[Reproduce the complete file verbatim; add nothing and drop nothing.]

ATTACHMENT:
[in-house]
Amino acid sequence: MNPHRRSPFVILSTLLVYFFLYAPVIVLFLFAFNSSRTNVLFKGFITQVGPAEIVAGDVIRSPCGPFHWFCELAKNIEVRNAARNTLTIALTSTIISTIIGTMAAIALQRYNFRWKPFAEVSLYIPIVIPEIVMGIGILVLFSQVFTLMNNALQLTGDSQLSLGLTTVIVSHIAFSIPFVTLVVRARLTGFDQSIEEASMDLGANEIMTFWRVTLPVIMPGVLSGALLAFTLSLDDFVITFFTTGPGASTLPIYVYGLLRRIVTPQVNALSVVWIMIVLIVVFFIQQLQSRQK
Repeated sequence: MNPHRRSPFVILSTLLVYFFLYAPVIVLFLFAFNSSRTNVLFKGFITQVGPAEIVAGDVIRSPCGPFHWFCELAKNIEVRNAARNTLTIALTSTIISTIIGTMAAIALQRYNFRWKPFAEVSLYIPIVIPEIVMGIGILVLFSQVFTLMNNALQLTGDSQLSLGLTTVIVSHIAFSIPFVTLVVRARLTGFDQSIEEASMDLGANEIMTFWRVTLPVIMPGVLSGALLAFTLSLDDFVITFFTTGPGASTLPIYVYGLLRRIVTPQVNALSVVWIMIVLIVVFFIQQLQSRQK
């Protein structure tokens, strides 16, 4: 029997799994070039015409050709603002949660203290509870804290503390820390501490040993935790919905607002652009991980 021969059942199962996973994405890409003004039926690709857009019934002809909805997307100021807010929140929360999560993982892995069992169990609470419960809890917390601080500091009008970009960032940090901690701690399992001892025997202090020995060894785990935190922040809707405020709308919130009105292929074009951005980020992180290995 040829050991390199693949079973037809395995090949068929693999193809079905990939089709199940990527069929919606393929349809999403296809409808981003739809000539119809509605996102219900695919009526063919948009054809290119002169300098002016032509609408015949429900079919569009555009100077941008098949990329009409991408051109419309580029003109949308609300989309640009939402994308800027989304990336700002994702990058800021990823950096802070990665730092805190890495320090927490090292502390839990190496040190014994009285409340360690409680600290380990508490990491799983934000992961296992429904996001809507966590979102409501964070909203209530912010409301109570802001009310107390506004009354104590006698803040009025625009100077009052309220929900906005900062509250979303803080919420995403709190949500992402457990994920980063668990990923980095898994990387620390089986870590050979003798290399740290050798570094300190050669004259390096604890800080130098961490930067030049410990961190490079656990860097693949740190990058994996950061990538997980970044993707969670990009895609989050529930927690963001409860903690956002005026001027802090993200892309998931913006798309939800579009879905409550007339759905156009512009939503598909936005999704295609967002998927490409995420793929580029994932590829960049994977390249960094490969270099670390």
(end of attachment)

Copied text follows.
[in-house]
Amino acid sequence: MNPHRRSPFVILSTLLVYFFLYAPVIVLFLFAFNSSRTNVLFKGFITQVGPAEIVAGDVIRSPCGPFHWFCELAKNIEVRNAARNTLTIALTSTIISTIIGTMAAIALQRYNFRWKPFAEVSLYIPIVIPEIVMGIGILVLFSQVFTLMNNALQLTGDSQLSLGLTTVIVSHIAFSIPFVTLVVRARLTGFDQSIEEASMDLGANEIMTFWRVTLPVIMPGVLSGALLAFTLSLDDFVITFFTTGPGASTLPIYVYGLLRRIVTPQVNALSVVWIMIVLIVVFFIQQLQSRQK
Repeated sequence: MNPHRRSPFVILSTLLVYFFLYAPVIVLFLFAFNSSRTNVLFKGFITQVGPAEIVAGDVIRSPCGPFHWFCELAKNIEVRNAARNTLTIALTSTIISTIIGTMAAIALQRYNFRWKPFAEVSLYIPIVIPEIVMGIGILVLFSQVFTLMNNALQLTGDSQLSLGLTTVIVSHIAFSIPFVTLVVRARLTGFDQSIEEASMDLGANEIMTFWRVTLPVIMPGVLSGALLAFTLSLDDFVITFFTTGPGASTLPIYVYGLLRRIVTPQVNALSVVWIMIVLIVVFFIQQLQSRQK
């Protein structure tokens, strides 16, 4: 029997799994070039015409050709603002949660203290509870804290503390820390501490040993935790919905607002652009991980 021969059942199962996973994405890409003004039926690709857009019934002809909805997307100021807010929140929360999560993982892995069992169990609470419960809890917390601080500091009008970009960032940090901690701690399992001892025997202090020995060894785990935190922040809707405020709308919130009105292929074009951005980020992180290995 040829050991390199693949079973037809395995090949068929693999193809079905990939089709199940990527069929919606393929349809999403296809409808981003739809000539119809509605996102219900695919009526063919948009054809290119002169300098002016032509609408015949429900079919569009555009100077941008098949990329009409991408051109419309580029003109949308609300989309640009939402994308800027989304990336700002994702990058800021990823950096802070990665730092805190890495320090927490090292502390839990190496040190014994009285409340360690409680600290380990508490990491799983934000992961296992429904996001809507966590979102409501964070909203209530912010409301109570802001009310107390506004009354104590006698803040009025625009100077009052309220929900906005900062509250979303803080919420995403709190949500992402457990994920980063668990990923980095898994990387620390089986870590050979003798290399740290050798570094300190050669004259390096604890800080130098961490930067030049410990961190490079656990860097693949740190990058994996950061990538997980970044993707969670990009895609989050529930927690963001409860903690956002005026001027802090993200892309998931913006798309939800579009879905409550007339759905156009512009939503598909936005999704295609967002998927490409995420793929580029994932590829960049994977390249960094490969270099670390």